The Netherlands has a different approach, the government (in this case the Dutch Employee Insurance Agency) bait companies with benefits by subsidizing jobs if a disabled person is hired. However, that comes at a price: The employee gets paid minimum wage, regardless of qualification. Any additional income they might make is going to be seized, which means that people get stuck in their positions with no chance to get promoted, much less paid what they’re worth. That is certainly not what inclusion would look like.
dream vs. reality
as of 2015, the UN has passed a treaty called “Convention on the Rights of Persons with Disabilities” which is intended to protect the rights of people with disabilities and attempting full quality under the law. EU countries are now required to achieve this goal. As good as it sounds, there’s still lots of work to be done. The fact alone that such treaty was necessary shows that all too well and is a sad reminder on how misconceptions and myths dominate the representation of people with disabilities, not to mention the media, charity organizations and even misguided behavior of disabled people themselves.
opportunities instead of “safe spaces”
one way to solve this problem is create awareness of what people with disabilities are capable of and how they can help themselves to get their job done, instead of pointing out the weaknesses and expecting others to solve problems for them. Forget quotas, people should be given equal opportunities, instead of equal outcome. At the end of the day, a company needs a skilled worker, not a [insert minority group here]. If the person can get the job done right, they should be hired and fired in case it’s not the right fit, just like anyone else. If people with disabilities want to be part of society, they also have to deal with being treated like everyone else. This requires a huge amount of self-reflection and responsibility – which is something institutions should help with instead of creating “safe spaces”. People don’t need a “comfort zone” in their situations, they need solutions to change their situation in order to have a better life and be a productive member of society. Everyone is different and has different needs and capabilities and laws and “one-size-fits-all” approaches do more harm than good.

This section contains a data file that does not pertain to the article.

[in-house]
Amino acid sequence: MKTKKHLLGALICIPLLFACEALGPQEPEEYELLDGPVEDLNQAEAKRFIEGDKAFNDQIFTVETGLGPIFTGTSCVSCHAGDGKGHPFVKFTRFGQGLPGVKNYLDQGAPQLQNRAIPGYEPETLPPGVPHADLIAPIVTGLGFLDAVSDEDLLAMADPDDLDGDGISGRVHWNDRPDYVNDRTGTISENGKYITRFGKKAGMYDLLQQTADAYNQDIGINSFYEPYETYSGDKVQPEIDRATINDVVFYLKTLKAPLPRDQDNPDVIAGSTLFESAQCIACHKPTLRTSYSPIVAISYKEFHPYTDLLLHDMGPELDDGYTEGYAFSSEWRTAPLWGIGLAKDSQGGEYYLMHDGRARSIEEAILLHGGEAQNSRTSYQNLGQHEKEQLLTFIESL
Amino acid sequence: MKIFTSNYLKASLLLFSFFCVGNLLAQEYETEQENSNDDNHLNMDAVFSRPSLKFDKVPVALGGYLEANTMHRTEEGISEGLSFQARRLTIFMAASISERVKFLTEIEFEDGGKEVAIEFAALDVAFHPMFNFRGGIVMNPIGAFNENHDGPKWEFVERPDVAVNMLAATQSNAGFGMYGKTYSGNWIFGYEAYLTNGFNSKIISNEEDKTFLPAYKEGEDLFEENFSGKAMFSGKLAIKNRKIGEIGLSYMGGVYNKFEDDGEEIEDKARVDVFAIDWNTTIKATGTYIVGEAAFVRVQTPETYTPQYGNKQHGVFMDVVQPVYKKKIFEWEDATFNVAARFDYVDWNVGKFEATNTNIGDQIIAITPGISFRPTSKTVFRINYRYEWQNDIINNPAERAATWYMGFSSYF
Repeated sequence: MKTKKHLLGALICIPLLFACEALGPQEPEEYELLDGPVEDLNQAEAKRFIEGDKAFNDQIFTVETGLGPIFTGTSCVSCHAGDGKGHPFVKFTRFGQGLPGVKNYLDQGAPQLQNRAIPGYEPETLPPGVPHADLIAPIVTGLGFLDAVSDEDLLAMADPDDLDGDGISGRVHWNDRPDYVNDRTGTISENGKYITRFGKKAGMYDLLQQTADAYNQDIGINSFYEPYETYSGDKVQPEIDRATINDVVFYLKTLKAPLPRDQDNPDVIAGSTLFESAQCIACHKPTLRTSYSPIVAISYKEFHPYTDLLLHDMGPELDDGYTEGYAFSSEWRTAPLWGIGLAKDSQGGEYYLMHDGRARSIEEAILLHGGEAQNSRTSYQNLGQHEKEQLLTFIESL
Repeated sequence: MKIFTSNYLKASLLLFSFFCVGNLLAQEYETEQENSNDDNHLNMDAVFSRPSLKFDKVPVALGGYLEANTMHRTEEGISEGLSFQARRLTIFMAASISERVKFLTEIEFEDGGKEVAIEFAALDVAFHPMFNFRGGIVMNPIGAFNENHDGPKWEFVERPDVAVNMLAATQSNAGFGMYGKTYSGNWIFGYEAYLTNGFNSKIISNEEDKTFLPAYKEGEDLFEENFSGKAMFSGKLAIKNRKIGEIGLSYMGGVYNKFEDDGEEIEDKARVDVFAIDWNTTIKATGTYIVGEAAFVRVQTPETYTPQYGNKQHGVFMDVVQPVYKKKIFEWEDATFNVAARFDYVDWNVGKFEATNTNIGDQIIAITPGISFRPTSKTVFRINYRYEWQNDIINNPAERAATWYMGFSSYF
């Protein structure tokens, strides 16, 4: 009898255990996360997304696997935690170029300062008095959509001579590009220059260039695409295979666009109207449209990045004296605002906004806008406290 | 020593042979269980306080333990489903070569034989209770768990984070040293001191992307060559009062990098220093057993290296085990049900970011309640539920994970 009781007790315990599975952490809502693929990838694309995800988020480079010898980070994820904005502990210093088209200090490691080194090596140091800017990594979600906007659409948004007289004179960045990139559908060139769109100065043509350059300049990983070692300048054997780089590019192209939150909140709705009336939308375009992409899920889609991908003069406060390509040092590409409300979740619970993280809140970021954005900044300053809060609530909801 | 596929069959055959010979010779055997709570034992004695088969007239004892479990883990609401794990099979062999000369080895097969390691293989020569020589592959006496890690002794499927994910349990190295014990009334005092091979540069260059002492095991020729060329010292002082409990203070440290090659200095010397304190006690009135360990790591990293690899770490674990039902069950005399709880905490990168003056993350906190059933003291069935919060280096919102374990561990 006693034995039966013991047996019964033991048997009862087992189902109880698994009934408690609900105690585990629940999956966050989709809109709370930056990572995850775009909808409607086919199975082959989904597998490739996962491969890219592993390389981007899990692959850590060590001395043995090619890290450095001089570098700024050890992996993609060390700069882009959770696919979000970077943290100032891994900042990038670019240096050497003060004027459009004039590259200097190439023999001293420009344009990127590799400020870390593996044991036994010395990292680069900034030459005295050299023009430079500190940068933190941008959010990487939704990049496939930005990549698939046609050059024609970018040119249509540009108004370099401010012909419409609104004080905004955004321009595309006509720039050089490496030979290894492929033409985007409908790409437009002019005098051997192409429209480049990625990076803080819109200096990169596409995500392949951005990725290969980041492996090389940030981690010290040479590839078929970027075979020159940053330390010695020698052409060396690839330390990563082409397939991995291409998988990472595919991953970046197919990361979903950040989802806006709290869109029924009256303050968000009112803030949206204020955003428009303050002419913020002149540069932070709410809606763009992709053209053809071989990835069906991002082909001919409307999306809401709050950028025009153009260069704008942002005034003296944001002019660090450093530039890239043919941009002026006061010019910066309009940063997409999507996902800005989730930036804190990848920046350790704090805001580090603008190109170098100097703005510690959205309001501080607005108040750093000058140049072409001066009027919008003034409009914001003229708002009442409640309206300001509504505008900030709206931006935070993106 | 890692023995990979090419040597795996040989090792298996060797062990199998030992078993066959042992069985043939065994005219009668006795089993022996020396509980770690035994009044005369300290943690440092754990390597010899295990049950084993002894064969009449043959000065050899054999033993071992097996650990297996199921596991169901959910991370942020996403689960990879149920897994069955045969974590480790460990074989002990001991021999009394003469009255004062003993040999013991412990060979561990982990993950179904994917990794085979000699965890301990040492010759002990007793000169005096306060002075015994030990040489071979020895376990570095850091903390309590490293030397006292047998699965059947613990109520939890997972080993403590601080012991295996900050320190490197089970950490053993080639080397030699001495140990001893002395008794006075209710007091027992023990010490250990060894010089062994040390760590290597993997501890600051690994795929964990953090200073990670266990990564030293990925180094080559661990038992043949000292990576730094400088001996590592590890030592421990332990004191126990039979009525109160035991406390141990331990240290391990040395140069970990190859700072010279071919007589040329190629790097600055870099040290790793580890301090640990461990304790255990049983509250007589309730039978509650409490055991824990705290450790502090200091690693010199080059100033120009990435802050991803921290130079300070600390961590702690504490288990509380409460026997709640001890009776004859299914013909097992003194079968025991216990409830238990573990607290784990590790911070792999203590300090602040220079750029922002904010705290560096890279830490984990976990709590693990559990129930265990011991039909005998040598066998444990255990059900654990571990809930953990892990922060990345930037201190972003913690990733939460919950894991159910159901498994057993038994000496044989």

on a personal note…
while living in Thailand (before the political situation went downhill), I had lots of opportunities and freedoms, even though there are no protection laws for people with disabilities, or anybody else for that matter. Nonetheless, I have met people who believed in my skills and who were always there to help if I needed it. No laws and regulations were needed. That should tell you something.